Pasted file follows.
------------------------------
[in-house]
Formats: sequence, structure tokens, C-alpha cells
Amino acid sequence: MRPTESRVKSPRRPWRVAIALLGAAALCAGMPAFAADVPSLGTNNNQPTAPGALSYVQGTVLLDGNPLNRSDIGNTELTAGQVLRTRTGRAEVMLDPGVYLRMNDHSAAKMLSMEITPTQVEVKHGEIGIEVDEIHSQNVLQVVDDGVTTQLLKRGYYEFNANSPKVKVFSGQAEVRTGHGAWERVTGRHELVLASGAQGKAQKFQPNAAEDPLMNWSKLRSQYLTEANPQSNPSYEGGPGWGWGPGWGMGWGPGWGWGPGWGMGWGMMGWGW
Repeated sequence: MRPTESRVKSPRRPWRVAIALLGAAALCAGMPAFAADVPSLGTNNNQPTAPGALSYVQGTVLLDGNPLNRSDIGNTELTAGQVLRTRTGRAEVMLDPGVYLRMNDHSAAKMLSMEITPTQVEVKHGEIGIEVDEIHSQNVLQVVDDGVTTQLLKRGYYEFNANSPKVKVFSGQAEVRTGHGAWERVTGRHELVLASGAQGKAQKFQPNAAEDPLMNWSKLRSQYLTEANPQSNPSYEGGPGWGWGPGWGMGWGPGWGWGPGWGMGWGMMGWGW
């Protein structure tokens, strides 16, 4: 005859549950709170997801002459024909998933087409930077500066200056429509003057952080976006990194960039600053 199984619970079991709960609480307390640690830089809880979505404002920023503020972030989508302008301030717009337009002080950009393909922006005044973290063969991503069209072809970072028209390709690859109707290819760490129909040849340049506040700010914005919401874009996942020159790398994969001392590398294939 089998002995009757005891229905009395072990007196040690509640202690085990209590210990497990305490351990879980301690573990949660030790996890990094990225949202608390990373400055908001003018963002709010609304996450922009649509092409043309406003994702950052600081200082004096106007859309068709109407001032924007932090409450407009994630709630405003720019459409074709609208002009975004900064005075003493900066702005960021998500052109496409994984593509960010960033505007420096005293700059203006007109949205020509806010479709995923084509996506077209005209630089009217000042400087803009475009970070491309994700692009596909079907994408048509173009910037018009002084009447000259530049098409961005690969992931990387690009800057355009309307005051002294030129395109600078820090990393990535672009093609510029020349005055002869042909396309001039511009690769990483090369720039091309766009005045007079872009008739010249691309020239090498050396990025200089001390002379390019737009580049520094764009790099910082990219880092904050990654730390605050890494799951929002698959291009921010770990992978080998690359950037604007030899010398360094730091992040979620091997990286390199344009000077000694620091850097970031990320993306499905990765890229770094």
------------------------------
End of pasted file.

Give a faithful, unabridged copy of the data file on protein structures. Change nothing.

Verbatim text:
[in-house]
Formats: sequence, structure tokens, C-alpha cells
Amino acid sequence: MRPTESRVKSPRRPWRVAIALLGAAALCAGMPAFAADVPSLGTNNNQPTAPGALSYVQGTVLLDGNPLNRSDIGNTELTAGQVLRTRTGRAEVMLDPGVYLRMNDHSAAKMLSMEITPTQVEVKHGEIGIEVDEIHSQNVLQVVDDGVTTQLLKRGYYEFNANSPKVKVFSGQAEVRTGHGAWERVTGRHELVLASGAQGKAQKFQPNAAEDPLMNWSKLRSQYLTEANPQSNPSYEGGPGWGWGPGWGMGWGPGWGWGPGWGMGWGMMGWGW
Repeated sequence: MRPTESRVKSPRRPWRVAIALLGAAALCAGMPAFAADVPSLGTNNNQPTAPGALSYVQGTVLLDGNPLNRSDIGNTELTAGQVLRTRTGRAEVMLDPGVYLRMNDHSAAKMLSMEITPTQVEVKHGEIGIEVDEIHSQNVLQVVDDGVTTQLLKRGYYEFNANSPKVKVFSGQAEVRTGHGAWERVTGRHELVLASGAQGKAQKFQPNAAEDPLMNWSKLRSQYLTEANPQSNPSYEGGPGWGWGPGWGMGWGPGWGWGPGWGMGWGMMGWGW
């Protein structure tokens, strides 16, 4: 005859549950709170997801002459024909998933087409930077500066200056429509003057952080976006990194960039600053 199984619970079991709960609480307390640690830089809880979505404002920023503020972030989508302008301030717009337009002080950009393909922006005044973290063969991503069209072809970072028209390709690859109707290819760490129909040849340049506040700010914005919401874009996942020159790398994969001392590398294939 089998002995009757005891229905009395072990007196040690509640202690085990209590210990497990305490351990879980301690573990949660030790996890990094990225949202608390990373400055908001003018963002709010609304996450922009649509092409043309406003994702950052600081200082004096106007859309068709109407001032924007932090409450407009994630709630405003720019459409074709609208002009975004900064005075003493900066702005960021998500052109496409994984593509960010960033505007420096005293700059203006007109949205020509806010479709995923084509996506077209005209630089009217000042400087803009475009970070491309994700692009596909079907994408048509173009910037018009002084009447000259530049098409961005690969992931990387690009800057355009309307005051002294030129395109600078820090990393990535672009093609510029020349005055002869042909396309001039511009690769990483090369720039091309766009005045007079872009008739010249691309020239090498050396990025200089001390002379390019737009580049520094764009790099910082990219880092904050990654730390605050890494799951929002698959291009921010770990992978080998690359950037604007030899010398360094730091992040979620091997990286390199344009000077000694620091850097970031990320993306499905990765890229770094």